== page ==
By Kim Lifton
Wow Writing Workshop
Kim Bryant, senior assistant director of admissions at the University of Michigan, reads about 5000 college essays every year. Many of them are unimpressive and “pretty boring.”
“We get a lot of essays about mission trips, about being camp counselors, and sports injuries,” she said, adding students list what they did at camp (playing archery, riding in a boat, meeting a lot of really great people) without sharing much insight about themselves.
“When I get to these types of essays, I check out,” she said.
Bryant is not alone. She and other admissions officers at colleges throughout the U.S say they want to read more compelling, reflective essays that help colleges know the applicant beyond the grades, test scores and activities.
“Tell us how your experience affected you,” said Bryant, U-M’s admission rep for Frankel Jewish Academy and Bloomfield Hills High School. “This is your interview. Let me know who you are.”
As admission to the nation’s most selective schools (like U-M) becomes increasingly competitive, the college essay is also rising in significance. Getting good grades in the most challenging courses is top of the list of significant admission factors, according to the National Association of Admission Counseling. Next comes test scores, followed by college essays.
At its core, the college essay is all about reflection. Students, who have had little or no practice doing reflective writing, often find the essay the most daunting part of the entire admission process. They focus on experiences and accomplishments, rather than the traits and characteristics that make them each unique.
“FJA students are prepared for college, but it’s normal for students to have difficulty explaining their story,” said Ella Dunajsky, the school’s director of college counseling.”The essay is sometimes perceived as a way to show off and to infuse it with parts of their resume. But I tell my students it is more about your story and your voice. The colleges have to get to know you and the essay is one important way for you to share a story about yourself and what makes you unique.”
Any type of application essay provides an opportunity for a student to show what kind of person they are.
Gregory Sneed, the Vice President of Enrollment Management at Denison College, believes the essay is the best place to “inject some personality into the application.“
“Teachers and counselors can write about the applicant, but only the applicant can provide such an intensely personal bit of character,” Sneed said. “I’ve seen plenty of perfect SAT scores, and straight A’s are straight A’s, but a personal statement can truly be one-of-a-kind — in a good way.”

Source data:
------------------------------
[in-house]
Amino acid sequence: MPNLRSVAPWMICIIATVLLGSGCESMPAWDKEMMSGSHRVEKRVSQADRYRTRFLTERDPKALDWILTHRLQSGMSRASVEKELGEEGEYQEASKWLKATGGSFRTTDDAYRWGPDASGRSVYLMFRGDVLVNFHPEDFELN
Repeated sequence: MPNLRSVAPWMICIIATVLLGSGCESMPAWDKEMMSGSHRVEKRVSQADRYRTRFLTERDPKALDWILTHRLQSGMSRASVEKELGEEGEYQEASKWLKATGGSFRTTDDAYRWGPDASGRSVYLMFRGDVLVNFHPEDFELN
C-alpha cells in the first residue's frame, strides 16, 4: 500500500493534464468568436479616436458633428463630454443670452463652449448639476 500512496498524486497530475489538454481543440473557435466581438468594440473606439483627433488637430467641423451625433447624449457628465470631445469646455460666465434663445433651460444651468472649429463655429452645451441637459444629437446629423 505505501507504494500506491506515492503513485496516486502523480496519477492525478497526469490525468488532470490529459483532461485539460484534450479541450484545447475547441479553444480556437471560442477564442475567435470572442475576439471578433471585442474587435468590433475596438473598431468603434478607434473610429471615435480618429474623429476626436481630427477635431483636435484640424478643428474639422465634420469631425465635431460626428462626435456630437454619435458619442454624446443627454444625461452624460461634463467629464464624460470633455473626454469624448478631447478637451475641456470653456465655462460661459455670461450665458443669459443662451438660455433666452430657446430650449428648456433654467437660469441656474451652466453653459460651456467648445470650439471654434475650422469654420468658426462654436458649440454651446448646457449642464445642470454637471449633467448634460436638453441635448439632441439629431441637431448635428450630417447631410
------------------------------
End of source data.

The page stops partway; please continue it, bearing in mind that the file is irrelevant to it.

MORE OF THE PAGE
Admission officers say the essay helps them determine what an applicant can offer to the school and show what the student has learned from their live experiences; the things that are not easily captured on a transcript or activities list.
Calvin Wise, the Director of Recruitment for Johns Hopkins University, gets excited when he reads a stellar essay. Wise expects perfect grades and top test scores.
“We need to dig deeper,” Wise said. “That’s where the essay comes into play. That’s where we find out more about the student. We are looking for your story. Academically, we are glad you’ve done well. We want to know who you are. What did your experience mean to you? How did it shape you?”
The essay is one (very important) piece of a holistic admission process. Admissions officers like all types of stories, as long as they are genuine, show reflection and answer the prompt. The story does not need to be about an earth-shattering experience. Nor does it need to illustrate an “aha” moment? It is a reflection on something that has meaning to the student. It doesn’t matter what that is. There’s no magic answer. No secret sauce. Not even a shortcut.
What turns admission officers off? Stories that are not genuine, do not answer the prompt, or fail to give any insight into the applicant’s character. Shawn Felton, the director of undergraduate admissions at Cornell University, does not like it when students try too hard to impress him or write essays that seem forced or inauthentic. “The essay is not something to be cracked,” he cautioned.
According to Jim Cotter, Michigan State University’s director of admissions, “the essay is value added. At a moderately selective school, it can pull a student on the cusp up. At a highly selective school, a poor statement can make the difference between being admitted or not.”
The best essays are often simple and personal. While small, focused stories get their attention more than anything else, colleges are often less critical of student essays than students and worried parents might assume.
“Life is truly lived in the smaller moments, and that can make a powerful essay,” said Jan Deike, Assistant Director of Admissions, Vanderbilt University in Nashville. “But sometimes students feel that because they haven’t found the cure for cancer, they have nothing to share.”
There is no rubric for a good essay, but admission officers agree the ones that stand out all share a few common features. Regardless of the prompt, they:
- Answer the question.
- Showcase a positive trait or characteristic.
- Sound like a high school student.
- Illustrate something meaningful about the student.
- Demonstrate reflection.
Kim Lifton, President of Wow Writing Workshop, is a college application writing coach. You can reach her at firstname.lastname@example.org.